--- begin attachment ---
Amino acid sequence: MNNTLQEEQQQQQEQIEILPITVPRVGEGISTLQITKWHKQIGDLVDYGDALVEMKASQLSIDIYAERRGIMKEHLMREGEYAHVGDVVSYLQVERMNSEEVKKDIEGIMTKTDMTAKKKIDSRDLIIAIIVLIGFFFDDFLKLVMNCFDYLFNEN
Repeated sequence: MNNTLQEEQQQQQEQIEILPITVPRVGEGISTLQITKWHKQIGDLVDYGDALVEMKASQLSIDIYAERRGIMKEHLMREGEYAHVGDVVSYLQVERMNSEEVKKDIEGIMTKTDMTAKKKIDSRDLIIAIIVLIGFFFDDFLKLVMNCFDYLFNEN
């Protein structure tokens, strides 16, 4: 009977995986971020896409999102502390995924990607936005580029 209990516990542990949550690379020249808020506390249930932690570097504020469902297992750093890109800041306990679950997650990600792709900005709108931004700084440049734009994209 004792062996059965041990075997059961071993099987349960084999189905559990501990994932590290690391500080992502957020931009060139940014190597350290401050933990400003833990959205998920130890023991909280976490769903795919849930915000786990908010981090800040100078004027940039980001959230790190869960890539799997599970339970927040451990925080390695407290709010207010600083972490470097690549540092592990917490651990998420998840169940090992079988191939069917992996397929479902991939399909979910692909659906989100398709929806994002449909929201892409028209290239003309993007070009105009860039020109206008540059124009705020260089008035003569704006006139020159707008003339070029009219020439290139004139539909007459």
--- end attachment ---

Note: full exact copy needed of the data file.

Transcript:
Amino acid sequence: MNNTLQEEQQQQQEQIEILPITVPRVGEGISTLQITKWHKQIGDLVDYGDALVEMKASQLSIDIYAERRGIMKEHLMREGEYAHVGDVVSYLQVERMNSEEVKKDIEGIMTKTDMTAKKKIDSRDLIIAIIVLIGFFFDDFLKLVMNCFDYLFNEN
Repeated sequence: MNNTLQEEQQQQQEQIEILPITVPRVGEGISTLQITKWHKQIGDLVDYGDALVEMKASQLSIDIYAERRGIMKEHLMREGEYAHVGDVVSYLQVERMNSEEVKKDIEGIMTKTDMTAKKKIDSRDLIIAIIVLIGFFFDDFLKLVMNCFDYLFNEN
């Protein structure tokens, strides 16, 4: 009977995986971020896409999102502390995924990607936005580029 209990516990542990949550690379020249808020506390249930932690570097504020469902297992750093890109800041306990679950997650990600792709900005709108931004700084440049734009994209 004792062996059965041990075997059961071993099987349960084999189905559990501990994932590290690391500080992502957020931009060139940014190597350290401050933990400003833990959205998920130890023991909280976490769903795919849930915000786990908010981090800040100078004027940039980001959230790190869960890539799997599970339970927040451990925080390695407290709010207010600083972490470097690549540092592990917490651990998420998840169940090992079988191939069917992996397929479902991939399909979910692909659906989100398709929806994002449909929201892409028209290239003309993007070009105009860039020109206008540059124009705020260089008035003569704006006139020159707008003339070029009219020439290139004139539909007459």